And men aren’t exactly thrilled with their situations either. Their lives have gone through radical changes, too. The jobs that used to offer security and adequate pensions are gone. Many over 40 are considered too old to be hired. Men have had to figure out how to deal with stressed or dissatisfied women, which all too often leads to costly divorces where their every move is under the magnifying glass.
Divorce rates are out of control. Communication is in the toilet. There is a lot of hostility on both sides. If you don’t think so, just read the comments on my other article, or turn on the TV, or look at the data. If you don’t agree, you’re not paying attention OR (and I hope this is true) you are one of the very few who has it figured out. Bravo and congratulations.
(Read this before you comment: For the sake of political correctness, let me add that I realize not all women want a family and a job, not all men have communication issues with women, and not all couples get divorced. Please allow me to have a point of view—my own, based on what I see around me and how I interpret the data.)
So, what should we do?
As the creator of The Women’s Code, my mission is to help women lead their lives and careers better. I start with what I know, and that is based on my own experiences, what my clients tell me, and what I learn from the data. To fix our current state, each of us must start from within and make changes and adjustments in our own lives. Awareness, the first pillar of The Women’s Code, is about taking control of our lives.
The second step is to find support. The next is to improve collaboration. Support and Collaboration are the second and third pillars of The Women’s Code.
Now, let’s put the spotlight on men.
Have the men gone unheard? Yes, and here is why. Until women are at 50% of the jobs at executive and board levels, and 100% of same pay for same job, we can’t afford to give any attention to any cause that diverts women from our goals.
At the same time, can we afford not to pay attention to our men at home and at work? Will there a price to pay if we don’t?
And here is the battle field—our ground zero. This is the level of the game that few of us have advanced to, and even fewer have mastered. This is what I am interested in.
- True partnerships with mutual respect and support.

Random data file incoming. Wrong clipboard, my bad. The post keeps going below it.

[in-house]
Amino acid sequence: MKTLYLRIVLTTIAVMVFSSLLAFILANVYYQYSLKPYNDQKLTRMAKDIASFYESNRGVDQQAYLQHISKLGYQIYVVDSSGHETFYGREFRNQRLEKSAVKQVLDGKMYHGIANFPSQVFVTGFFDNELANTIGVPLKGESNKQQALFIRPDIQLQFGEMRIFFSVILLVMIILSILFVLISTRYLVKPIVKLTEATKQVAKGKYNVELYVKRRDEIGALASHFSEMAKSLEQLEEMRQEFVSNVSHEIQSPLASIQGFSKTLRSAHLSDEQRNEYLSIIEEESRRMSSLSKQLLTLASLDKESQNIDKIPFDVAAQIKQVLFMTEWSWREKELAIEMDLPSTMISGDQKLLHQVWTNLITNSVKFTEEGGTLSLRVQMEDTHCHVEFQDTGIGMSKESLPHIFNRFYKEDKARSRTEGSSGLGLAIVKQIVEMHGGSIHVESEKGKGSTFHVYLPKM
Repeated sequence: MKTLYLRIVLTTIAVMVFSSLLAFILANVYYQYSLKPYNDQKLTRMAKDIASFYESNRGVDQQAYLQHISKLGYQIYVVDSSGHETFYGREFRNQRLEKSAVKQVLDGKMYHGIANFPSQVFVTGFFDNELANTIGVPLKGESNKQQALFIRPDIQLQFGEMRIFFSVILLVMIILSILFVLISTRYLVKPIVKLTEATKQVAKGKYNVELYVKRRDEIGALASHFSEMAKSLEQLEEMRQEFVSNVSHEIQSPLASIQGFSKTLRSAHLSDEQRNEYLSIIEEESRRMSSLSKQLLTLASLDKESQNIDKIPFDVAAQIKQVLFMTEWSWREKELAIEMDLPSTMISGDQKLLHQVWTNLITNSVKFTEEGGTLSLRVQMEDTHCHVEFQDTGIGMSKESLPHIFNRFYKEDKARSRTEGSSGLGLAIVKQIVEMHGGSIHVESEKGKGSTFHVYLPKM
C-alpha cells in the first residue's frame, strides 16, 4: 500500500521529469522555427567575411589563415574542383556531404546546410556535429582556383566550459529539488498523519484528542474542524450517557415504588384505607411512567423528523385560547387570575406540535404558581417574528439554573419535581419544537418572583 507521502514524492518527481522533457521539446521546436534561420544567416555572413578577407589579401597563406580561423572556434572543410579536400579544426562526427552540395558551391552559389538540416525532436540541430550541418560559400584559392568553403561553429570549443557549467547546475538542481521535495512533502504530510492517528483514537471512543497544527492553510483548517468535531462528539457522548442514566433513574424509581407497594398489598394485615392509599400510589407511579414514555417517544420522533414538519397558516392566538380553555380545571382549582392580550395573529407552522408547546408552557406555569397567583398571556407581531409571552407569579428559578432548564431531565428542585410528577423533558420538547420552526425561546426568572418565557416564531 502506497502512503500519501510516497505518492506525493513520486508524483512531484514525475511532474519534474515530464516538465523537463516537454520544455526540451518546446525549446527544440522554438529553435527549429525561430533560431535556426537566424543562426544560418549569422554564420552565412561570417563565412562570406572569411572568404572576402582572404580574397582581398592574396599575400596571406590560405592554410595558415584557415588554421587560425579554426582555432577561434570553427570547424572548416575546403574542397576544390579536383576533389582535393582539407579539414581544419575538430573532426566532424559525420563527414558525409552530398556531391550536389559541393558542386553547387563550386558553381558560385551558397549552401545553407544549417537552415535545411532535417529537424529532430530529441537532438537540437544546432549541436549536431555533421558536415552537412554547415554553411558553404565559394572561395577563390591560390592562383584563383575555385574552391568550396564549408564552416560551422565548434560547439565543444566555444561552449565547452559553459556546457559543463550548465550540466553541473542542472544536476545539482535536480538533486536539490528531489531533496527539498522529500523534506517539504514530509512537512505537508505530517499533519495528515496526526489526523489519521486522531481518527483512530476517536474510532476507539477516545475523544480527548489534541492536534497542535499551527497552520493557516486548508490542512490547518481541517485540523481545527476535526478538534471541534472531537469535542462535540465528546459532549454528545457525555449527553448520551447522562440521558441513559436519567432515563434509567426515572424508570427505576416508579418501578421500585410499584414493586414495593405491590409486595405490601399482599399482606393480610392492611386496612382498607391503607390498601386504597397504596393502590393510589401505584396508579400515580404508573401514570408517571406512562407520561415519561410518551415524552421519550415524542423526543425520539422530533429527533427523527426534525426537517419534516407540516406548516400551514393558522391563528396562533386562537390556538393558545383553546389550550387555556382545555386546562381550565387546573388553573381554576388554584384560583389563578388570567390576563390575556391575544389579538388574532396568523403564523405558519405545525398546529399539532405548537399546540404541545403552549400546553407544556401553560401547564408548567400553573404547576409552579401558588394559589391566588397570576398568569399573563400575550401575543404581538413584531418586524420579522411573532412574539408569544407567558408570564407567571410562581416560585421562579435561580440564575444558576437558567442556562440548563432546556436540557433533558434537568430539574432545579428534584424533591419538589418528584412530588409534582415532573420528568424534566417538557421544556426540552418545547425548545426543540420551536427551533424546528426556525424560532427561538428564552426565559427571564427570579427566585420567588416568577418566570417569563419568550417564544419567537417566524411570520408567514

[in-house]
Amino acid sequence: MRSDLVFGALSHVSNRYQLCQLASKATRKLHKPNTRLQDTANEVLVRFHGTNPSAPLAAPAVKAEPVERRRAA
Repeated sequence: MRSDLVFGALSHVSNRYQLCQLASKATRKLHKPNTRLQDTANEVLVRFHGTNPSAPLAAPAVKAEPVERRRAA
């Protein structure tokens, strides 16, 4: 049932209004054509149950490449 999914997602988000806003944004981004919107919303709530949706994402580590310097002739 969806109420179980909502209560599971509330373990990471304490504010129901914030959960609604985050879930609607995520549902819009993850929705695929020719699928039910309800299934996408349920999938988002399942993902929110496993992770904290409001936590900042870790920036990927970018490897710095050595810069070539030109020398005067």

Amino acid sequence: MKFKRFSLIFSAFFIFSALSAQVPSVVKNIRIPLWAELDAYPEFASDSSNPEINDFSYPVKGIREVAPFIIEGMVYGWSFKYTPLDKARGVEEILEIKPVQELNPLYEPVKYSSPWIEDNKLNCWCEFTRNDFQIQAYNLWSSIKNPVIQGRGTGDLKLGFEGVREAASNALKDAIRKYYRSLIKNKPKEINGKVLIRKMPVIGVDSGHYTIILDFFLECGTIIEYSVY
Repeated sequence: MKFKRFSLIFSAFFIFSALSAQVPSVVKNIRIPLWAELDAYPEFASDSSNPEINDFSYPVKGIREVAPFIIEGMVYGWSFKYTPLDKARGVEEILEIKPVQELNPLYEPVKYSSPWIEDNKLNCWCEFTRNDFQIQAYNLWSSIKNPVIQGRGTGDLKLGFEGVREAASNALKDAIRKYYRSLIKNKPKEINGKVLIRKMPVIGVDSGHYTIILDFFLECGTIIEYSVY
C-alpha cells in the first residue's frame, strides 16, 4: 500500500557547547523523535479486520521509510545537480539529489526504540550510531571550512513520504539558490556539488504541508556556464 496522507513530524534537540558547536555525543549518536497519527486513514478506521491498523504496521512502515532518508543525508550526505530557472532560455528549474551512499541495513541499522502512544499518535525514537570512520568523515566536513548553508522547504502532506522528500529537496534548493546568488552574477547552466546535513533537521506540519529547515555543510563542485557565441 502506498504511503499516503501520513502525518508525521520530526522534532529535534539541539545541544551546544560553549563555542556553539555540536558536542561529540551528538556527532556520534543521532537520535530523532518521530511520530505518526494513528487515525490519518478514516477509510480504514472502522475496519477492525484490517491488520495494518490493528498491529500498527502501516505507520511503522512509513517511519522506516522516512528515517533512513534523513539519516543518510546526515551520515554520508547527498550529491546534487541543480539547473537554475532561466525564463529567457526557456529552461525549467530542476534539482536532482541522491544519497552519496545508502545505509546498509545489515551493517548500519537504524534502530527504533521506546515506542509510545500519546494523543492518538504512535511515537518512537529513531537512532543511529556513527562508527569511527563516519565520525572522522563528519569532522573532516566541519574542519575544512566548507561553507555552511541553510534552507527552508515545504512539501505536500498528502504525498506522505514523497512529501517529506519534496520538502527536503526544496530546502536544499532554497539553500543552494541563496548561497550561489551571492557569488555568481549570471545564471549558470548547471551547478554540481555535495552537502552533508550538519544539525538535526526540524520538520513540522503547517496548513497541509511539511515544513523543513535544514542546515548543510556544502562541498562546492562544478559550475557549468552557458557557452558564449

- Men who understand the feminine and help their women shift into it.
- Women who understand the masculine and support their men within it.
If men do not figure this out, the war on women will continue. Men will still think of feminism as the enemy. Some of them will look for trigger words said or written by women so they can vent their frustrations while asserting that their opinions are logical and methodical solutions to emotional issues. (If you say emotional issues can’t be addressed logically and methodically, read the book Happy Woman Happy World.)
If women do not figure this out we’ll end up spending a lot of time in our masculine energies looking for men who will embrace strong woman. We will very likely continue to attract men who are all wrong for us and we may miss out on all the girly fun that comes with feeling cherished like a woman.
And just what makes me the authority on this subject? I thought you’d never ask!
I am a successful alpha woman, one who likes to push the envelope very, very far. Yet, I have always enjoyed being feminine. It all came together for me once I finally reconciled how to shift from masculine go-getter energy into feminine without losing my sense of self or pandering to what I thought my partner wanted me to be. I’ve done the research. I’ve listened to both sides in an effort to find understanding. I teach men and women how to work together better and support each other more based on our innate traits and preferences. It all started with my own awareness of what I saw in my life and the lives of those around me. I know we can be a happier as a whole, and I want to help make that happen.
This is the goal of The Women’s Code. And now you may share your comments…